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Disclaimer: I am hesitant to ask this question. If it doesn't belong, let me know.

So apparently, there's a thing called an identicon and it's what makes up my profile picture. Well, I got curious and stumbled upon multiple SE answers on identicons. There's one particularly interesting one though, so I took a look on Security.SE...

In this comment on Security.SE, @Anders wrote:

On a side note, a couple of years ago a bunch of far-right politicians in Sweden were exposed spreading racist and antisemitic trash on the internet, thanks to their gravitars being bruit forced.

Naturally, I'm unsure of the validity of this statement. I've never heard of the story. Searches for "sweden identicon brute force", "politician identicon brute force", "swedish gravatar brute force", and similar have returned the SE question and answer among the first page, with no relevant results I can identify. Anders' own source doesn't seem to be relevant.

Were far-right Swedish politicians' identicons brute forced "a couple of years ago"?

Have there been any scandals of any (not limited to Sweden's) politicians' identicons been brute forced?

But why not ask this on Security.SE! With a more Security-y twist, it will surely fit there. Good question! It has been closed there.

But why not ask this on Skeptics.SE! With a more Skepticy twist, it will surely fit there. Good question! It has been criticized and almost closed there (and now deleted).

  • I will be offering a bounty of 100 rep to the most helpful answer (if your answer is the only one, no matter how irrelevant, it will get a bounty). Please retag and edit as appropriate! Thanks! – Barry Harrison Apr 30 at 6:27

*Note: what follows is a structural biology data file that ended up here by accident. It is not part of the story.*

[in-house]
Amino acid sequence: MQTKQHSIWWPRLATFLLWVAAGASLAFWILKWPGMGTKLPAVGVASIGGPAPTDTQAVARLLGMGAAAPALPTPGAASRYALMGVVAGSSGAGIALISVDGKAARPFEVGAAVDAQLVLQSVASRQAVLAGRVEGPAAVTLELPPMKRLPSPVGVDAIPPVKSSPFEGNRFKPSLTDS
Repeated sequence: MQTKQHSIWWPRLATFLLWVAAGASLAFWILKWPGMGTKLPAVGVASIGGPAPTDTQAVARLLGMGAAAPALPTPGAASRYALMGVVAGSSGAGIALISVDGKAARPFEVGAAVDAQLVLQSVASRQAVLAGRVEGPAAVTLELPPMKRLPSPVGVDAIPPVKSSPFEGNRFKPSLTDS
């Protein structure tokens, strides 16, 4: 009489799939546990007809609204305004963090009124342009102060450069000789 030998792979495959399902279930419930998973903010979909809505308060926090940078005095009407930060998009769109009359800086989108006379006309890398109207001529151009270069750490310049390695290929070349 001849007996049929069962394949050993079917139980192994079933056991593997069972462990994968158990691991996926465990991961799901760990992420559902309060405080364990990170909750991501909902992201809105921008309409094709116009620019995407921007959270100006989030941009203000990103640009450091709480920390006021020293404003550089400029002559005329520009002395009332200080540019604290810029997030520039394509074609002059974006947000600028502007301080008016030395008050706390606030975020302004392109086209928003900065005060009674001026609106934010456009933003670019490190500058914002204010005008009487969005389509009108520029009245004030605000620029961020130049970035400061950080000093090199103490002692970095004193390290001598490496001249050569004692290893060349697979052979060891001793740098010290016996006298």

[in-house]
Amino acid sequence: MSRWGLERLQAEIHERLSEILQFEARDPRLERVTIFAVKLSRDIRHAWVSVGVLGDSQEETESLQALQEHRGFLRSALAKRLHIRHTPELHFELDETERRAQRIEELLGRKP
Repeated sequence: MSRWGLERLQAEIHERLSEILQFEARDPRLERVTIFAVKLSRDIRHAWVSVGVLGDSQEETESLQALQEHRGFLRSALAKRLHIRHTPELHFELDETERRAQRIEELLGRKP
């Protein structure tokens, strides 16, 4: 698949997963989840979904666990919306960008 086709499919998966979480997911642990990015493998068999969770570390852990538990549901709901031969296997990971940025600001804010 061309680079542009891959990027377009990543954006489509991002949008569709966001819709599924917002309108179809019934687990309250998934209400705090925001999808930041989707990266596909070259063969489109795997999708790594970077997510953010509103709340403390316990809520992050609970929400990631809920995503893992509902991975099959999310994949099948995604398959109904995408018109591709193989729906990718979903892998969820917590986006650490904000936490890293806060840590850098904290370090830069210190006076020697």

• “Anders' own source doesn't seem to be relevant.” – Why not? It doesn’t go into technical details, but the high-level description would certainly fit. – chirlu Apr 30 at 7:05
  • Gruppen har hittat ett sätt, enligt deras egen beskrivning utan någon form av olaga intrång, att knyta de användarnamn som de anonyma kommentatorerna på hatsajterna använder sig av till de mejladresser som kommentarerna skickats från. (…) I nästan samtliga fall har de personer vi konfronterat - som de SD-politiker landet runt som vi berättar om i dag - bekräftat att det verkligen är de som står bakom mejladresserna och som skrivit de hatiska kommentarerna. – chirlu Apr 30 at 7:25
  • No; not based on that article in any case. It would fit, but the identities could have been found out by other means, too. – chirlu Apr 30 at 8:20
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    @BarryHarrison I suspect based on thelocal.se/20131212/… the original comment is conflating a few different issues. It appears that the underlying "attack" was on the forum platform, which provided an API including hashed email addresses. The API was in turn used by 3rd party services such as Gravater. That meant a known email could be tested against accounts to try to find an individuals comments. I suspect googling could confirm this for a Swedish reader (unfortunately not me). – origimbo Apr 30 at 9:39
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+100

I would assume that this is the case that you were looking for. I've no idea if the same method has been used again since, nor have I fact checked the latter incident, but I'm familiar enough with how Gravatar works to help you understand how easily it can be abused to track politicians on racist websites that support Gravatar.